A few weeks later I learned just how much his thinking had progressed since the debate. On December 29, 2000, I received another letter from Flew, filling in more of the details. He wrote:
I want you to know that I very much want to have a chance to write at least 3500 words in conclusion. My reason is … that I have been forced by some fresh evidence and arguments to conclude that it is possible and even likely that the Universe may actually be the creation of the infinitely appalling and terrifying God of Islam and traditional Christianity.
The design argument had convinced him that a deity exists who created the universe. Yet it does not show that this deity interacts with creation after it is brought into existence. This is “Aristotle’s god”—the god of Deism. The public record is of Flew’s conversion to belief in this type of god—a conversion to Deism.
Yet in his December 29 letter Flew revealed to me the evidence was leading him to consider belief in much more than the god of Deism. He had come to believe it was “likely” that the personal God of Islam and Christianity exists!* This conclusion was a much more astonishing revelation than anything he said before or after in print.
His use of the adjectives “appalling” and “terrifying” in his letter to me is also important. The reason Flew became an atheist early in life was because he could not reconcile the existence of God with the reality of evil. (See his There is A God, Chapter 1: “The Creation of an Atheist”). One example always on his mind was how an omnipotent God could allow people to experience Hell (he raises this in the debate with Craig several times, first here at 30:15ff—note how animated he gets when talking about this). He did not want this type of God to exist. Such a God was “infinitely appalling and terrifying.” (I believe his understanding of omnipotence and human freedom—which creates this concern for Flew—is flawed. As I mentioned last week, Craig points this out in the debate at 42:14ff.)
Though he did not want this type of God to exist, he was committed to following the evidence wherever it leads, including to such an “appalling and terrifying” personal God. His letter reminded me of the process of conversion C.S. Lewis went through. (Interestingly, Flew had known Lewis, as they were both at Oxford during the same period.) Lewis writes of how he came to his belief in God “kicking and screaming” (see Lewis’ Surprised by Joy for the full account). Lewis, like Flew, didn’t want a personal God, who is involved with His creation, to exist. But they were both committed to believing what was most reasonable, and the evidence points toward the existence of such a personal God.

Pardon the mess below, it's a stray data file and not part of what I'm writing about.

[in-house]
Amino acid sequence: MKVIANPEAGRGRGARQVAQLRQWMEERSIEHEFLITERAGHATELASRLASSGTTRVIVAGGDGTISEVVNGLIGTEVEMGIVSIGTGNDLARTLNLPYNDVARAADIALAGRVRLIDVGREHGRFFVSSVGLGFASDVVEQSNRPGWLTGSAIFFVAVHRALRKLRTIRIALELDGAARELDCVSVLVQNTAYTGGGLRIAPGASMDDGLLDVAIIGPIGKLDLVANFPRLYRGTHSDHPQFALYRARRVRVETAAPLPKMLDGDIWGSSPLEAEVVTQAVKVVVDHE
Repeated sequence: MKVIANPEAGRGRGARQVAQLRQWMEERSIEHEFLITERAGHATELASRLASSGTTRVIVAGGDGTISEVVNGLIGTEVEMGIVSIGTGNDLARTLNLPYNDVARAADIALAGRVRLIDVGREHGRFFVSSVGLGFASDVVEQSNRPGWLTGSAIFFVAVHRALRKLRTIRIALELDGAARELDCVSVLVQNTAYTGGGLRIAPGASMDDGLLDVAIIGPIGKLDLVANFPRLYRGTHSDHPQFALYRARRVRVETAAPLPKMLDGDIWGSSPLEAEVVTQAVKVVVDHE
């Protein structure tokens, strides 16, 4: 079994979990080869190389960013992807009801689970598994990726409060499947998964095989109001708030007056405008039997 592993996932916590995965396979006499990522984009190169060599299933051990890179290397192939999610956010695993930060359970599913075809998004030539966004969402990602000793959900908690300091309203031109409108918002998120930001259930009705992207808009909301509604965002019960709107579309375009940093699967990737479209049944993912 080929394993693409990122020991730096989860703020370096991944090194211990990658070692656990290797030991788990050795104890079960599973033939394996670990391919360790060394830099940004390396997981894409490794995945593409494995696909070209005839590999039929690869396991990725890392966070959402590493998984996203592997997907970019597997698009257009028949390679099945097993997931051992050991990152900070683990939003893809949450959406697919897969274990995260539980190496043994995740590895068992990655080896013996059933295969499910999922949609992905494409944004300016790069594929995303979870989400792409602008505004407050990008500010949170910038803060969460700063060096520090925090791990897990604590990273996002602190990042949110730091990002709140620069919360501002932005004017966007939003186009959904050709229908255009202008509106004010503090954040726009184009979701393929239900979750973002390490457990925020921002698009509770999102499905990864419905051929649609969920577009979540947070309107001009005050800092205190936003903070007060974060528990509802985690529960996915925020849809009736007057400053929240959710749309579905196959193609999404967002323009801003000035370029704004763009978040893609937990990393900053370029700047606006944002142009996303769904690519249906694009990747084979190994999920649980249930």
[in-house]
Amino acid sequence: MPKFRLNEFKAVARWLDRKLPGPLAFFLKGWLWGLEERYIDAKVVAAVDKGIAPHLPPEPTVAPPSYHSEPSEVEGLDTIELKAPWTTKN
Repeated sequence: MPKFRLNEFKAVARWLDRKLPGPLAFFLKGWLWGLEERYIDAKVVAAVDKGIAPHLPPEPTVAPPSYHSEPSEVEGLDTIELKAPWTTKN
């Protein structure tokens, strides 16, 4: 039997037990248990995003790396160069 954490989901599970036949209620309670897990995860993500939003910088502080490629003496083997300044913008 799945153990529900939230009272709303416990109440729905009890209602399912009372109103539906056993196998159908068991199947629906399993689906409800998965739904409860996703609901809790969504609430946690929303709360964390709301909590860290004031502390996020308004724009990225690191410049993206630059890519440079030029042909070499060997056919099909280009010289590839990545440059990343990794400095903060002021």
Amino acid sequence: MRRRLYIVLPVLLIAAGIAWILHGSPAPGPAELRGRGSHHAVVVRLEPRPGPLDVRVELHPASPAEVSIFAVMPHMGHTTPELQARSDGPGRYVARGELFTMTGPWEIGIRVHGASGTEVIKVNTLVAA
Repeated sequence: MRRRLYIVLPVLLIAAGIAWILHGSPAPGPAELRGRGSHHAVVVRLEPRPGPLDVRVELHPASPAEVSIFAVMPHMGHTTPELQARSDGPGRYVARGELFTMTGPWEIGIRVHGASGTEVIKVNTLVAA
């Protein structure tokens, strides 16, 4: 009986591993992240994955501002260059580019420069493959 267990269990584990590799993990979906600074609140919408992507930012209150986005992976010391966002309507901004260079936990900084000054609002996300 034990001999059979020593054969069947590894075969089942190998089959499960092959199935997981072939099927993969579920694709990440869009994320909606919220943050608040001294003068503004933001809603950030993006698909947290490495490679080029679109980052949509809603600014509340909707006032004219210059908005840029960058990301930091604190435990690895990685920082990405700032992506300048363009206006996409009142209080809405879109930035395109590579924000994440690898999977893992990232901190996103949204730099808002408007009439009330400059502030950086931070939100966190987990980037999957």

Upon reading Dr. Flew’s letter, I was again impressed with his honesty, intellectual integrity, and sincere desire to know the truth, no matter what it turns out to be. Admitting the possibility that we could be wrong is difficult for any of us, but imagine how much more difficult for someone who is the world’s leading proponent of a particular view who had given fifty years of his professional life to its defense. Even to be open to being wrong, much less coming to conclude he was wrong, took remarkable courage and character.
I immediately sent Flew a reply, letting him know I was thrilled to hear of his recent change of mind, and saying I was waiting with great anticipation the arrival of his final chapter. Within a few months, Flew’s chapter arrived. After several rounds of editing, it was complete. In the chapter he was not quite ready to share publically about his change of mind, as he had done in his letters to me. However, in these concluding remarks, he hints at his changing thoughts on the existence and nature of God.
Flew Goes Public With His Belief in God
Four years later Flew made his newfound belief in God explicit and very public. In December 2004, he officially announced that he believed in God. The startling news was reported in many newspaper and magazine articles. Then in early 2005, his lengthy interview with Dr. Gary Habermas was published in the philosophy journal Philosophia Christi, where he states clearly that he now believed in God (reprinted online here).
His change of mind was more shocking to others than to him. In Flew’s mind,
This statement represented a major change for me, but it was nevertheless consistent with the principle I have embraced since the beginning of my philosophical life—of following the argument no matter where it leads. (There Is A God, p. 75)
He goes on to add
Analysts and psychologists can make of this what they will, but the impetus for me is still what it has always been: the pursuit of valid arguments with true conclusions. (There Is A God, p. 81)
Next week I’ll share the first two of four reasons that led Flew to change his mind and ultimately led him to write There Is A God. Until next week, grace and peace.
For further reading see Does God Exist: The Craig-Flew Debate.
*During those years I did not believe it was right for me to make public what he shared with me in his letter of December 29th, 2000. He was on a spiritual journey toward Christianity, and it was my duty to protect his privacy during that period. He did, however, hint at his interest in the Christian faith in several other contexts, finally writing in There is a God:
As I have said more than once, no other religion enjoys anything like the combination of a charismatic figure like Jesus and a first-class intellectual like Paul. If you're wanting omnipotence to set up a religion, it seems to me that this is the one to beat! (p. 157)